Actually the cool thing is that this year, colleges and schools are starting to change. They've started caring about GPAs less, and are now looking for people skills (obviously you gotta keep them up, and they are still very important, but colleges are now looking into people skills a lot more than say 10 years ago?). This is also moving into a lot of work places.

My AP World teacher told us the day before the AP exam that the test scores wont really matter that much by the time we get to college & work as long as we are good people (again, they matter, but now other traits are on that same level).
 

WitchDocIsIn

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but I think people are definitely more understanding and willing to help.

How many people are in your school, total? How many people are involved, directly, in the efforts you describe?

I'm not discounting your efforts. They are admirable and awesome and I have a HUGE respect for you for doing the things you described. You're awesome, and I hope so much that you are a massive influence on your peers.

That being said. I was on the other end of the spectrum. I still am, I'm just comfortable with it now. I lived in California when I was very young - when I moved to PA I was 9. I spent from 9 years old, to when I was 20, being ostracized because I was "from" California (in reality, I was from North Dakota - I only lived in CA for 2 years at that point).

Your experience is extremely specialized. It's important to remember that, so you can stay empathetic with people who are outside that experience. I am willing to bet that a significant amount of people in your own school are going through the same experience I had when I was in high school. By dismissing it, you're negating their experience. Don't fall prey to selective thinking.
 
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I agree wholeheartedly if what you say is true... Good on you. Yet I digress ChristopherT is right.. people are left out and singled out. Bullies will continue as long as people are on earth. I was mercilessly bullied most of my life.. I could rant for weeks...
In short ignorant people exist and just pick your spots carefully... Cheers!
 
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How many people are in your school, total? How many people are involved, directly, in the efforts you describe?

I'm not discounting your efforts. They are admirable and awesome and I have a HUGE respect for you for doing the things you described. You're awesome, and I hope so much that you are a massive influence on your peers.

That being said. I was on the other end of the spectrum. I still am, I'm just comfortable with it now. I lived in California when I was very young - when I moved to PA I was 9. I spent from 9 years old, to when I was 20, being ostracized because I was "from" California (in reality, I was from North Dakota - I only lived in CA for 2 years at that point).

Your experience is extremely specialized. It's important to remember that, so you can stay empathetic with people who are outside that experience. I am willing to bet that a significant amount of people in your own school are going through the same experience I had when I was in high school. By dismissing it, you're negating their experience. Don't fall prey to selective thinking.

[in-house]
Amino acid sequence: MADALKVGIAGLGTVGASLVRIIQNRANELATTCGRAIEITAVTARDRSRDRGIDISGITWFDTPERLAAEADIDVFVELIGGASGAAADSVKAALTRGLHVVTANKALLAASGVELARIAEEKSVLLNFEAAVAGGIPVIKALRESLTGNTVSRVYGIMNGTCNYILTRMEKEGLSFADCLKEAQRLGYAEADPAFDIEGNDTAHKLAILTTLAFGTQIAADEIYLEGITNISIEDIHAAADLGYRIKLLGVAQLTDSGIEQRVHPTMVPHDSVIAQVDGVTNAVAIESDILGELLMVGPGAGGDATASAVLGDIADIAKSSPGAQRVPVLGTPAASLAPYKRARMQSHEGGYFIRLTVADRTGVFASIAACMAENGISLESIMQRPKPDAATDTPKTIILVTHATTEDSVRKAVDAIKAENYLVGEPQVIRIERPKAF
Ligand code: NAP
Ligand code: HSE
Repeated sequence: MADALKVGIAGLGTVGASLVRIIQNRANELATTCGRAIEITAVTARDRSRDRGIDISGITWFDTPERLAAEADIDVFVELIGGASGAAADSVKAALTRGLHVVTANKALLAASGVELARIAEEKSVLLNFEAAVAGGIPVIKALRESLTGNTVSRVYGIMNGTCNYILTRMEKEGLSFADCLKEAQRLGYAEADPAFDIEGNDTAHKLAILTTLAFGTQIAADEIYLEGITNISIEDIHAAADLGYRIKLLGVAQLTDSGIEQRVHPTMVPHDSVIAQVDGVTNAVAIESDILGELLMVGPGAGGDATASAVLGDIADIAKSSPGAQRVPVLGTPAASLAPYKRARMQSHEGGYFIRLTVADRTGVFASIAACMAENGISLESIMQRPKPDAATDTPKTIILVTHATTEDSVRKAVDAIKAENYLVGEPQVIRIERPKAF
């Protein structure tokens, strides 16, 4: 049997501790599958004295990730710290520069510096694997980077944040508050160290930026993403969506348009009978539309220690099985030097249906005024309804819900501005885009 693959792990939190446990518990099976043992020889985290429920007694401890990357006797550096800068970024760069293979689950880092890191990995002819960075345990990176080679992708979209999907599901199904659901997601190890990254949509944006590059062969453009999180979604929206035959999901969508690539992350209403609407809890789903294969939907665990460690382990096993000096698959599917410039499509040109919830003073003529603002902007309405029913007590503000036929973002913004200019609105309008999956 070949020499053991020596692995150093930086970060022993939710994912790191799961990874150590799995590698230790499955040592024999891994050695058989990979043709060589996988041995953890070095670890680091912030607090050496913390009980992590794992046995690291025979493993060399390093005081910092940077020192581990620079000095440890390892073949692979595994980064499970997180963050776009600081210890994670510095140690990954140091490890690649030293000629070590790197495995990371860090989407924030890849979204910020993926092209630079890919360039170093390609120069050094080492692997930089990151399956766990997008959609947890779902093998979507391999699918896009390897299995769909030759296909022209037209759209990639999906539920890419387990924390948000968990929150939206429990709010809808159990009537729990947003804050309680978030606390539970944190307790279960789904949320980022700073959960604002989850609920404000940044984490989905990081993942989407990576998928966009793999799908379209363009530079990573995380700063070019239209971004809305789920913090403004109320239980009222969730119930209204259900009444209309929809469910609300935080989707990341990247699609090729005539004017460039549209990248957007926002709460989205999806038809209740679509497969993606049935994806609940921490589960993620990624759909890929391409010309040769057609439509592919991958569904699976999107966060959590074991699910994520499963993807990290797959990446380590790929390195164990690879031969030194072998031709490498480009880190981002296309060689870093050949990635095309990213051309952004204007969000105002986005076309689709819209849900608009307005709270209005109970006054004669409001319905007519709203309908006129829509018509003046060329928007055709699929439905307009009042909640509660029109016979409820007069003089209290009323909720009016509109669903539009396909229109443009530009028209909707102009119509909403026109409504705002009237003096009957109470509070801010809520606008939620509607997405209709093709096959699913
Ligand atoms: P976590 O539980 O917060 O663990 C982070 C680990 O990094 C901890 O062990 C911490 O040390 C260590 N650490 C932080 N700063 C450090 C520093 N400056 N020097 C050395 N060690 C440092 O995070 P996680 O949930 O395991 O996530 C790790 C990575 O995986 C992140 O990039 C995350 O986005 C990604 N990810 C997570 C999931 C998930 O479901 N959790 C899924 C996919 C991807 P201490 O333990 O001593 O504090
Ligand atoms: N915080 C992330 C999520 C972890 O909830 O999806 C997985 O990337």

I agree wholeheartedly if what you say is true... Good on you. Yet I digress ChristopherT is right.. people are left out and singled out. Bullies will continue as long as people are on earth. I was mercilessly bullied most of my life.. I could rant for weeks...
In short ignorant people exist and just pick your spots carefully... Cheers!

1st off, I can't tell you enough how bad I feel for you guys, and everyone that has gone through bullying.

There are like somewhere between 1800 and 2200 or so kids in my school? We are expected to break 2800 - 3000 by the time I graduate, so they are actually building another one.

I totally agree with you guys, there are a ton of jerks out there that are making life miserable. I'm just saying that it is significantly easier for kid in the modern day to understand someone else's problems & interests. I know that there are kids going through a lot tougher things at my school, I just don't know who it is, or what they are going through. I don't by any means think that my school is a perfect place, I've seen some horrible things happen for no reason. I'm just saying that kids are more... understanding? Of everything, not just bullying, but also just normal hobbies.

It is really hard to explain what I'm trying to say in words. And you are 100% right in saying that the instances I have given are just what I have seen, not everything. However, as the average person, I tend to see the average things go down in the school. Yes, for sure there are kids going through what you guys had to go through. But at the same time, I think that on a large part, things have changed to try and accept more people into our society. Here is an example where almost 100% of the grade was involved, ~500 people, because it happened online. This happened only a few months ago, sometime in the spring I think.